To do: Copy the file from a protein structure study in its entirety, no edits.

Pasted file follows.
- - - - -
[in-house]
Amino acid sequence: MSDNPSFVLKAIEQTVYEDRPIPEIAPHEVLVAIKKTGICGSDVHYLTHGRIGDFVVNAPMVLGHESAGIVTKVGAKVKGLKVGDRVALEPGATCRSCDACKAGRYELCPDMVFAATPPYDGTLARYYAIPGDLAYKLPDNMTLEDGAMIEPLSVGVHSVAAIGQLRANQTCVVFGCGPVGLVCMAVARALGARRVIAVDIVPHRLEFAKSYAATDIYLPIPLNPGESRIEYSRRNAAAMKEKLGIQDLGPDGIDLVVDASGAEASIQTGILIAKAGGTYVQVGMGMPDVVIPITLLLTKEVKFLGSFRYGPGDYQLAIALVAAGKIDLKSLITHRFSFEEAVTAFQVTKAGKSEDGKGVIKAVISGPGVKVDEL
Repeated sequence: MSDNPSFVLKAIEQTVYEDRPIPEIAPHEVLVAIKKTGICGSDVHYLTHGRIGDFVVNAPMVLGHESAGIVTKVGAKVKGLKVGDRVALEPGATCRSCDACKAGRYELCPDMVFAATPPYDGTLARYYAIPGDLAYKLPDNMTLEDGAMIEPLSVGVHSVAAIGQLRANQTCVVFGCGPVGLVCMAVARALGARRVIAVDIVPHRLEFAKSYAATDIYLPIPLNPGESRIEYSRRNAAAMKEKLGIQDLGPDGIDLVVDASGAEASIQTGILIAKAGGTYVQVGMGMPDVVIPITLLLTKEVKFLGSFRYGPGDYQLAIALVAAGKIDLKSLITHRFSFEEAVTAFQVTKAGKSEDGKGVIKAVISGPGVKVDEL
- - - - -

[in-house]
Amino acid sequence: MSDNPSFVLKAIEQTVYEDRPIPEIAPHEVLVAIKKTGICGSDVHYLTHGRIGDFVVNAPMVLGHESAGIVTKVGAKVKGLKVGDRVALEPGATCRSCDACKAGRYELCPDMVFAATPPYDGTLARYYAIPGDLAYKLPDNMTLEDGAMIEPLSVGVHSVAAIGQLRANQTCVVFGCGPVGLVCMAVARALGARRVIAVDIVPHRLEFAKSYAATDIYLPIPLNPGESRIEYSRRNAAAMKEKLGIQDLGPDGIDLVVDASGAEASIQTGILIAKAGGTYVQVGMGMPDVVIPITLLLTKEVKFLGSFRYGPGDYQLAIALVAAGKIDLKSLITHRFSFEEAVTAFQVTKAGKSEDGKGVIKAVISGPGVKVDEL
Repeated sequence: MSDNPSFVLKAIEQTVYEDRPIPEIAPHEVLVAIKKTGICGSDVHYLTHGRIGDFVVNAPMVLGHESAGIVTKVGAKVKGLKVGDRVALEPGATCRSCDACKAGRYELCPDMVFAATPPYDGTLARYYAIPGDLAYKLPDNMTLEDGAMIEPLSVGVHSVAAIGQLRANQTCVVFGCGPVGLVCMAVARALGARRVIAVDIVPHRLEFAKSYAATDIYLPIPLNPGESRIEYSRRNAAAMKEKLGIQDLGPDGIDLVVDASGAEASIQTGILIAKAGGTYVQVGMGMPDVVIPITLLLTKEVKFLGSFRYGPGDYQLAIALVAAGKIDLKSLITHRFSFEEAVTAFQVTKAGKSEDGKGVIKAVISGPGVKVDEL